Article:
5. Respondent No. 1 examined 13 witnesses belonging to the caste of the appellant. All of them asserted that they did not belong to the Chamar caste. According to their evidence, the Dohar caste was different from the Chamar caste. There was no intercaste marriage nor even inter-caste dinners between the members of the said two castes. This evidence shows that Chamars and Mochis of Sehore district lived in mohallas different from the mohallas in which the Dohars lived. Amongst the witnesses examined by respondent No. 1, the High Court has attached considerable significance to the evidence of Kishanlal, P.W. 4. He was the Secretary of the Dohar Samaj started by the appellant himself. The appellant was then the Sirpanch of that Samaj. It is true that the Samaj did not function for long; but the documents produced by respondent No. 1 to show the constitution of the Samaj clearly indicate that the appellant had taken a prominent part in that matter. Kishanlal's evidence is absolutely clear and unambiguous. He has stated on oath that the Dohar and the Chamar castes are entirely different. The Chamars, according to him, take off skins from dead animals, prepare shoes and do leather work; the Dohar, said the witness, is not the sub-caste of Chamar caste; there is no relationship of inter-dining and intermarriage between the two. He denied that the Dohars are called Mochis. Mr. Chatterjee has not been able to show any reason why the evidence of the witness should not have been believed by the High Court. The witness belongs to the same caste as the appellant and there is no motive shown why he should take a false oath in respect of a matter which to persons of his status has great significance. It is not likely that a person like Kishanlal would make false statement about his own caste.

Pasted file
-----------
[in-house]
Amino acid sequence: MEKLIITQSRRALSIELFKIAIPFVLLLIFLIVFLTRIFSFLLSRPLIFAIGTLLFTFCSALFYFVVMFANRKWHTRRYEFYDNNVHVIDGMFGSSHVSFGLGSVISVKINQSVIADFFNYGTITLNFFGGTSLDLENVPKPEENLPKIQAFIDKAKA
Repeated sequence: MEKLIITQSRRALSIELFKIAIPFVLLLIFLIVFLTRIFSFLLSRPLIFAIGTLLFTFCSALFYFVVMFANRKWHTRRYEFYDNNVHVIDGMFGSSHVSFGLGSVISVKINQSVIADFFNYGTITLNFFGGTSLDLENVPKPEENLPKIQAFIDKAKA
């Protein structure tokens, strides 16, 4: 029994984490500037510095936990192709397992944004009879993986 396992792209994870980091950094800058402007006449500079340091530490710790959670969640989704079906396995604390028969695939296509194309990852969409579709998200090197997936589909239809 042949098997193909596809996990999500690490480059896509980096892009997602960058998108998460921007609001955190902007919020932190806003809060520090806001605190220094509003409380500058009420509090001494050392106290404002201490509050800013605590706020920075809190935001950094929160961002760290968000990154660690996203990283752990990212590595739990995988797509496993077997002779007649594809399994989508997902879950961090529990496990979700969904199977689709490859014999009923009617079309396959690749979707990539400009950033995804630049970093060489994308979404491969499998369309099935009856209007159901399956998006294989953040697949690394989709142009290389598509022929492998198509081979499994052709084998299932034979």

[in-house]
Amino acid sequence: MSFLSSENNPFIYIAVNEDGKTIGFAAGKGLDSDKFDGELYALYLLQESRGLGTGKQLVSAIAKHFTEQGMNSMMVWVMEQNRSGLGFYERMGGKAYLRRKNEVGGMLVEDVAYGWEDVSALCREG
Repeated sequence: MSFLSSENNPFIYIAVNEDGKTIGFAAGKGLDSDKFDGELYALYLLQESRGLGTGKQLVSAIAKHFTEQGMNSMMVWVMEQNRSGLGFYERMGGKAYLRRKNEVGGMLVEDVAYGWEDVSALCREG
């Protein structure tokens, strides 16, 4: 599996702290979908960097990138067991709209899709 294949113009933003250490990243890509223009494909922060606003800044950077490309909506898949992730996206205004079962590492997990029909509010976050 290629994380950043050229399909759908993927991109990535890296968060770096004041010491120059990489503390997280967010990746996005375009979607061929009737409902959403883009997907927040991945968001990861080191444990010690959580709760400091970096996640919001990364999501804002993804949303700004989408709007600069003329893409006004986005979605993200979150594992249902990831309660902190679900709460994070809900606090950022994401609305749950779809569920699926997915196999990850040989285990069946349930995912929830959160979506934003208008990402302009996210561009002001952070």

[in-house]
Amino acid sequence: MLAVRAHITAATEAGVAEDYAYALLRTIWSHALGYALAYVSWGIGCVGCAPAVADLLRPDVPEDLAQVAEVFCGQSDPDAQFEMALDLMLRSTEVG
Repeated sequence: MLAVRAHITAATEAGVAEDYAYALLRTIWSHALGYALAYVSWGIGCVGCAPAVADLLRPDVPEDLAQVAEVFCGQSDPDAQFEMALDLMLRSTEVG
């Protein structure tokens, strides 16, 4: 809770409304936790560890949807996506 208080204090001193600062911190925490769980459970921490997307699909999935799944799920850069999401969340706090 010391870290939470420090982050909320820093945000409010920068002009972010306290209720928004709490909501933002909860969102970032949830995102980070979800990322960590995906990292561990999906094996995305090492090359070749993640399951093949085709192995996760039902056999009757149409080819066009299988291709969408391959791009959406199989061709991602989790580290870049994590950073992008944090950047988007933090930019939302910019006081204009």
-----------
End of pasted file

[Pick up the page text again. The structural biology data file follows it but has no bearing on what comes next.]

6. In support of his oral evidence, respondent No. 1 produced certain documents, Exts. P. 2, P. 3, P. 4 and P. 5. These are all signed by the appellant and they relate to the year 1956. In these documents, the appellant has described himself as Dohar; in none of them has he mentioned his caste as Chamar. Similar is the effect of other documents on which respondent No. 1 relied; they are P. 8, P. 10, P. 11, P. 6, P. 7, P. 9, P. 14, P. 15, P. 17, P. 19, to P. 27.
7. In rebuttal the appellant examined himself and his witnesses. This oral evidence was intended to show that the Dohar caste is the same as Mochi caste and it is a sub-caste of the Chamar caste. In addition to the oral evidence, the appellant produced 22 documents. It is true that some of these documents which had been discarded by the Election Tribunal as unworthy of credence or as irrelevant, have been accepted by the High Court as relevant and genuine. Even so, the High Court has come to the conclusion that these documents do not show satisfactorily that the Dohar caste is a sub-caste of the Chamar caste. In that connection, the High Court has pointed out that the documents relief upon by the appellant do not support his case that the Dohar caste is a sub-caste of the Chamar caste, and in that sense, they are not consistent with the plea made by the appellant in the present proceedings. We allowed Mr. Chatterjee to take us through the material evidence; and on considering the said evidence in the light of the criticism made by Mr. Chatterjee, we are satisfied that there is no reason to interfere with the concurrent finding recorded by the Tribunal and the High Court on the main question of fact. We must, accordingly, hold that the appellant does not belong to the Chamar caste and as such was not qualified to context the reserved seat for the scheduled caste of Chamars in the Constituency in question.